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TV REVIEWS : Visual Elements Leap to the Fore in 'Dove'

March 22, 1995|LEWIS SEGAL

Local audiences who saw the Alvin Ailey American Dance Theater perform Ulysses Dove's exciting "Vespers" just a few weeks ago will notice how different the work looks on "Two by Dove" tonight on KCET-TV Channel 28.

Yes, the six powerhouse Ailey women still hurtle between banks of chairs accompanied by a Mikel Rouse percussion score. But director David Hinton has introduced a scenic environment, lighting effects and camera angles that heighten the dimensional relationships in the choreography and draw you into its force field. Notwithstanding minor lapses in movement continuity, this is the finest transcription of a stage work the PBS "Dance in America" series has offered in years.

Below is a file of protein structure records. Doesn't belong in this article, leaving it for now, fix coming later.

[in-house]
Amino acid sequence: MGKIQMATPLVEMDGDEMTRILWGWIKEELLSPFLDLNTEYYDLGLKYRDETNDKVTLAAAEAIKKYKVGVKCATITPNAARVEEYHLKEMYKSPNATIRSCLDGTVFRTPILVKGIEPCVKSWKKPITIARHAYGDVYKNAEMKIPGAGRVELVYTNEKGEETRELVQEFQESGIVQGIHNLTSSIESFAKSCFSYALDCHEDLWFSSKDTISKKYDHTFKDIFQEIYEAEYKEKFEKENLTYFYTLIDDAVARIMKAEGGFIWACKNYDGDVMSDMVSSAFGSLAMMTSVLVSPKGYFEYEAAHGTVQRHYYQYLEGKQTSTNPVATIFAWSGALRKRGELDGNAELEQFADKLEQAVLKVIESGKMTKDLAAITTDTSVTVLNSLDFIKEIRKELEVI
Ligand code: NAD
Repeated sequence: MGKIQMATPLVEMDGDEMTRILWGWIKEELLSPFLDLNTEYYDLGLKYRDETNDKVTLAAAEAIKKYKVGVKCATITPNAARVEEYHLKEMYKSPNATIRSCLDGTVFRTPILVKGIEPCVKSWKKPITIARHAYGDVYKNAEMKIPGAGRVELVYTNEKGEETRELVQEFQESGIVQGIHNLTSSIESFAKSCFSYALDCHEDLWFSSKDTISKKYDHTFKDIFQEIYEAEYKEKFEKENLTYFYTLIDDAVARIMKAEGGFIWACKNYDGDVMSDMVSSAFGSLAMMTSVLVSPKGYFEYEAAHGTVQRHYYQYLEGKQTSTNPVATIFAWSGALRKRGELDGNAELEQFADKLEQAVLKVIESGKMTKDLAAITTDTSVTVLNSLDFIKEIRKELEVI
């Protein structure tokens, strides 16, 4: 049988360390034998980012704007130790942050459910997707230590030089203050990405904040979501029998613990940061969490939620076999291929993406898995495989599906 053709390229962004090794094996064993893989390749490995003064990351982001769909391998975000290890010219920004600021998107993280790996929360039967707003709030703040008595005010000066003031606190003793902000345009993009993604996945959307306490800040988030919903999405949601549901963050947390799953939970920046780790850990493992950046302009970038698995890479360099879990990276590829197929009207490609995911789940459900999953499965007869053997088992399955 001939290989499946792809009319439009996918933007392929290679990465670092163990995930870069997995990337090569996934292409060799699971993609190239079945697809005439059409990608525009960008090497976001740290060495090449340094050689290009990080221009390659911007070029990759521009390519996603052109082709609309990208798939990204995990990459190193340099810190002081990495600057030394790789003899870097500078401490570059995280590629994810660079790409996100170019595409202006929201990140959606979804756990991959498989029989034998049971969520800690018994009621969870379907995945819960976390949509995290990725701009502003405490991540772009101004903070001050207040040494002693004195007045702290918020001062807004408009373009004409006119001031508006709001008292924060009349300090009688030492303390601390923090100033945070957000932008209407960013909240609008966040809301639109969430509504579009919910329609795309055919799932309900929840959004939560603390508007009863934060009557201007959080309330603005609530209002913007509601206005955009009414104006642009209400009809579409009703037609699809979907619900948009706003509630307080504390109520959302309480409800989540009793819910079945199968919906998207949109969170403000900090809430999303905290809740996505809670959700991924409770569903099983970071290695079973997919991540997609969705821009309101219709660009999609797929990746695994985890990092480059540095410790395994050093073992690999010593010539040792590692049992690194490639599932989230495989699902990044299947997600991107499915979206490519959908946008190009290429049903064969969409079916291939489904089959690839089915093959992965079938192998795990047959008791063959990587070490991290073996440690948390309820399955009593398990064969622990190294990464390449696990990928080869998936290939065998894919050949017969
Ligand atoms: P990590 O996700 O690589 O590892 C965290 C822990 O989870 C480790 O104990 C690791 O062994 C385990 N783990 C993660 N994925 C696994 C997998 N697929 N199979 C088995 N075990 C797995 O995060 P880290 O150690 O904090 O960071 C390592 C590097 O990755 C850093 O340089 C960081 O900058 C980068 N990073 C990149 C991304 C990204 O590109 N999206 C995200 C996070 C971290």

Hinton and his colleagues prove just as successful with Dove's "Dancing on the Front Porch of Heaven," a showpiece for six members of the Royal Swedish Ballet that focuses on death and the survivor's need to let go--the same theme as "Vespers." Dove is very moving when describing the inspiration for the work in an interview segment.

However, the ballet itself crudely flings virtuoso steps at a score by Arvo Part, ill-suited to the speed and choppiness of the choreography. Only a male duet has any originality. The rest relies on the standard ballet-modern rhetoric pioneered by John Butler and polished by Glen Tetley. It also borrows the assaultive style of "Vespers" and other Dove creations.

A former Ailey dancer, Dove doesn't have a company but works free-lance. Quite unintentionally, "Two by Dove" suggests that he does the same thing wherever he works: adjusting a prefab attack, pace and mood of suppressed hysteria to whatever company, music or movement vocabulary is available. In that sense, "Two by Dove" is definitely one too many.

* "Two by Dove" airs on the PBS "Dance in America" series at 10 tonight on KCET-TV Channel 28.

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